Background - Left ventricular outflow tract (LVOT) obstruction is frequently responsible for symptoms in hypertrophic obstructive cardiomyopathy (HOCM). Medical therapy is often not sufficient to control these symptoms, and surgical myotomy-myomectomy is required. Methods and Results - We enrolled 33 symptomatic patients with HOCM and obstruction (≥40 mm Hg gradient at rest or ≥60 mm Hg dobutamine-provoked). By contrast echocardiography, the bulging septum was localized and infarcted by injection of 2 to 5 mL of absolute ethanol into the septal artery(ies) supplying the hypertrophied area. Baseline echocardiograms with Doppler, myocardial perfusion tomograms, and treadmill exercise or pharmacological testing were compared with those at 6 weeks and 6 months. The mean rise in creatine kinase was 1964±796 U. All patients experienced symptomatic relief; NYHA class decreased from 3.0±0.5 to 0.9±0.6 (p<0.001). Exercise time increased from 286±193 to 421±181 seconds (P=0.03). The resting and dobutamine-provoked gradient decreased from 49±33 and 96±34 mm Hg to 9±19 (P<0.001) and 24±31 mm Hg (P<0.001), respectively. Echocardiograms repeated at 6 weeks after the procedure showed a 28% reduction in septal thickness and 17% reduction in left ventricular mass. Myocardial-perfusion imaging showed a 'septal amputation pattern,' with scarring in the upper and middle septal areas. Complete heart block developed in 11 patients, who then required permanent pacemaker implantation. Conclusions - Echocardiography-guided ethanol septal reduction in patients with HOCM is a safe, minimally invasive procedure that provides symptomatic relief with improved hemodynamic and left ventricular parameters.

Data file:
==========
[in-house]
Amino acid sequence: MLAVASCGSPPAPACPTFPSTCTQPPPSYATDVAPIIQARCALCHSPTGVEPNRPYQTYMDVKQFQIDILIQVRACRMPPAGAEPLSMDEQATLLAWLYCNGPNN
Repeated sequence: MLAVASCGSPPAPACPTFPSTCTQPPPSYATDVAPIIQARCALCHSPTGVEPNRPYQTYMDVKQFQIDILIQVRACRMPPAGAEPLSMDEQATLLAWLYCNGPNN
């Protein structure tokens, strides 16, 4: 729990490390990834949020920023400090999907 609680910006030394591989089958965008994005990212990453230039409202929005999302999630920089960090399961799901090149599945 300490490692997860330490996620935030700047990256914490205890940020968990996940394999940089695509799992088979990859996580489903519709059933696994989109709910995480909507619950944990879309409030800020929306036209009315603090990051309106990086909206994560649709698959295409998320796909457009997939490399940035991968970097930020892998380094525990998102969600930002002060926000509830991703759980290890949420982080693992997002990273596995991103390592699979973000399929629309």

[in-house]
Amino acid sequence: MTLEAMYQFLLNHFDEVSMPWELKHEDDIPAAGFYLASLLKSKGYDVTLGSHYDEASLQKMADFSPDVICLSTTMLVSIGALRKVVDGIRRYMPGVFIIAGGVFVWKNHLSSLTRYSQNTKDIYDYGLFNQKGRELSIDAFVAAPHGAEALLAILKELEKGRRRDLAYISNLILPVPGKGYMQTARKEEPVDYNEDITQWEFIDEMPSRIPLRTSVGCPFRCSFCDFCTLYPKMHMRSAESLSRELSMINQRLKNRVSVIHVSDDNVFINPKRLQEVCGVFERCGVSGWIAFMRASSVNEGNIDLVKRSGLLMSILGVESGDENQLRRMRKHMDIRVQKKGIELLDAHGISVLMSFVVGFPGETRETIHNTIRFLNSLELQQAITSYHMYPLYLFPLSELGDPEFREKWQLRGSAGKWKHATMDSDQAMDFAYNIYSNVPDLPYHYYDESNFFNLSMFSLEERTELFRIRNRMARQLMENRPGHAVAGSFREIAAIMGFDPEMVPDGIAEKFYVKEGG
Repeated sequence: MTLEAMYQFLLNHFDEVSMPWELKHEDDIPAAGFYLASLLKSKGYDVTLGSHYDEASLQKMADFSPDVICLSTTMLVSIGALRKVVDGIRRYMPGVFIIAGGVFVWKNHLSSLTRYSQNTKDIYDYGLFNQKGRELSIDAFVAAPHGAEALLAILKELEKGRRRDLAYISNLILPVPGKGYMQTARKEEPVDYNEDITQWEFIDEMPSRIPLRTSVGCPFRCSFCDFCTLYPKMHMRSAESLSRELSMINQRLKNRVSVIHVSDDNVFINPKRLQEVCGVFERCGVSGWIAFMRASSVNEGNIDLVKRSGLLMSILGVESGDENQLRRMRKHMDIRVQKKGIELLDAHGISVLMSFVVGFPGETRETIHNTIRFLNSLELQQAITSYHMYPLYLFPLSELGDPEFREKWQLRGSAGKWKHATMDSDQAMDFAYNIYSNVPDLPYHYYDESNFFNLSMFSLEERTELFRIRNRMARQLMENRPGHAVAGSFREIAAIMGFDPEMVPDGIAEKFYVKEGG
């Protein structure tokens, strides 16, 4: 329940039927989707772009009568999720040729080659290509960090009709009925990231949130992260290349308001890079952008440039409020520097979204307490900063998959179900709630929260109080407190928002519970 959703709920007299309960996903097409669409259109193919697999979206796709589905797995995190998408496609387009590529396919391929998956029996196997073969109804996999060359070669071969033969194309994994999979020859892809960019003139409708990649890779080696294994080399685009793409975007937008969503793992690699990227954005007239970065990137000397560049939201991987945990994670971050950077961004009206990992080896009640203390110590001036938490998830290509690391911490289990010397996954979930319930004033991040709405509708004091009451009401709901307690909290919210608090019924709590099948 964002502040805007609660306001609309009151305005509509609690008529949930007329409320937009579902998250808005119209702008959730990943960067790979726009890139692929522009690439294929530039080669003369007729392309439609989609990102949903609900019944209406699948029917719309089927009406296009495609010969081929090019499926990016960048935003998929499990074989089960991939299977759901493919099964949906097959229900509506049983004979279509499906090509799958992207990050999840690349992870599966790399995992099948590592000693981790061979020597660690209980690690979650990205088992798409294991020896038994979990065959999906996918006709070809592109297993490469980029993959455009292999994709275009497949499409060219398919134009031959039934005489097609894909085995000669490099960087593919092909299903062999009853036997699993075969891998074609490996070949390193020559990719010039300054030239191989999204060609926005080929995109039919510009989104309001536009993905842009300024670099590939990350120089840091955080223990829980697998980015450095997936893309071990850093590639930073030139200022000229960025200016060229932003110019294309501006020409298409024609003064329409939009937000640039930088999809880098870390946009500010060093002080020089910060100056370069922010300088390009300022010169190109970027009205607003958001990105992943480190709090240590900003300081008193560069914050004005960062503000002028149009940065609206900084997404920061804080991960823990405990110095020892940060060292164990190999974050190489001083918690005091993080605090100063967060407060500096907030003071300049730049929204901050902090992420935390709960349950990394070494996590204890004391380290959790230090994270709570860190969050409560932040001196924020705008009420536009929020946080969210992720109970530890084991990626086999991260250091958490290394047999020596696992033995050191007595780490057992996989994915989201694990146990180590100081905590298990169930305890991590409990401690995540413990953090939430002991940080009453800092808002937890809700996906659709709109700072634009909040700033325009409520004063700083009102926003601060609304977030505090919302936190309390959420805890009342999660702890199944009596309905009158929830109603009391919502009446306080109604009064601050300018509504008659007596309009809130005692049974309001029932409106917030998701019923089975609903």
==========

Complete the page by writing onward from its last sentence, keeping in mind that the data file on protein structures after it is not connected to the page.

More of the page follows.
- Contrast media
ASJC Scopus subject areas
- Cardiology and Cardiovascular Medicine